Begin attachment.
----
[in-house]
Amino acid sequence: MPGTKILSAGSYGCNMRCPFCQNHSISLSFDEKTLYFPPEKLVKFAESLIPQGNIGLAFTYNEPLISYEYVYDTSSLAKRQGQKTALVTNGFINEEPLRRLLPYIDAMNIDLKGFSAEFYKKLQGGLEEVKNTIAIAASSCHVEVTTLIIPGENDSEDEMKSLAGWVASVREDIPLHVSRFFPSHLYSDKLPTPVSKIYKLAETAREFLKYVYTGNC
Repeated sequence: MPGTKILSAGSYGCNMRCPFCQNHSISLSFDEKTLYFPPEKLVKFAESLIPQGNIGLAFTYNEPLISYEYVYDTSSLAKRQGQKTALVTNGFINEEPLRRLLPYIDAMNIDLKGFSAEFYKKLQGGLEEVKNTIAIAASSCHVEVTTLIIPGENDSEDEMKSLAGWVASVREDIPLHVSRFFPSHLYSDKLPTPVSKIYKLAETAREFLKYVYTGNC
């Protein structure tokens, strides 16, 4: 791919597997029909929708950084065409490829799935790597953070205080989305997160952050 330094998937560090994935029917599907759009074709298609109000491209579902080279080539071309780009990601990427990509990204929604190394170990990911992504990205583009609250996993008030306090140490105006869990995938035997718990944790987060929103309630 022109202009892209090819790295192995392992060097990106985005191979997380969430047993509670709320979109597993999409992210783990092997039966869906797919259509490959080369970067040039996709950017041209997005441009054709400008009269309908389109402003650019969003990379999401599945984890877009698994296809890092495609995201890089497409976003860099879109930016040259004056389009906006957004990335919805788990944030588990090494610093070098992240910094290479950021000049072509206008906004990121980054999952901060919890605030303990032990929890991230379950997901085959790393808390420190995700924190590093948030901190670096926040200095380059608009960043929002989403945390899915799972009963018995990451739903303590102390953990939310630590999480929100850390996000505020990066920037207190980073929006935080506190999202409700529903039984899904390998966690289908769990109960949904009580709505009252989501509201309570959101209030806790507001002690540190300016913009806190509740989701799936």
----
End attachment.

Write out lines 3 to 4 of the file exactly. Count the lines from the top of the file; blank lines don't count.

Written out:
Repeated sequence: MPGTKILSAGSYGCNMRCPFCQNHSISLSFDEKTLYFPPEKLVKFAESLIPQGNIGLAFTYNEPLISYEYVYDTSSLAKRQGQKTALVTNGFINEEPLRRLLPYIDAMNIDLKGFSAEFYKKLQGGLEEVKNTIAIAASSCHVEVTTLIIPGENDSEDEMKSLAGWVASVREDIPLHVSRFFPSHLYSDKLPTPVSKIYKLAETAREFLKYVYTGNC
């Protein structure tokens, strides 16, 4: 791919597997029909929708950084065409490829799935790597953070205080989305997160952050 330094998937560090994935029917599907759009074709298609109000491209579902080279080539071309780009990601990427990509990204929604190394170990990911992504990205583009609250996993008030306090140490105006869990995938035997718990944790987060929103309630 022109202009892209090819790295192995392992060097990106985005191979997380969430047993509670709320979109597993999409992210783990092997039966869906797919259509490959080369970067040039996709950017041209997005441009054709400008009269309908389109402003650019969003990379999401599945984890877009698994296809890092495609995201890089497409976003860099879109930016040259004056389009906006957004990335919805788990944030588990090494610093070098992240910094290479950021000049072509206008906004990121980054999952901060919890605030303990032990929890991230379950997901085959790393808390420190995700924190590093948030901190670096926040200095380059608009960043929002989403945390899915799972009963018995990451739903303590102390953990939310630590999480929100850390996000505020990066920037207190980073929006935080506190999202409700529903039984899904390998966690289908769990109960949904009580709505009252989501509201309570959101209030806790507001002690540190300016913009806190509740989701799936």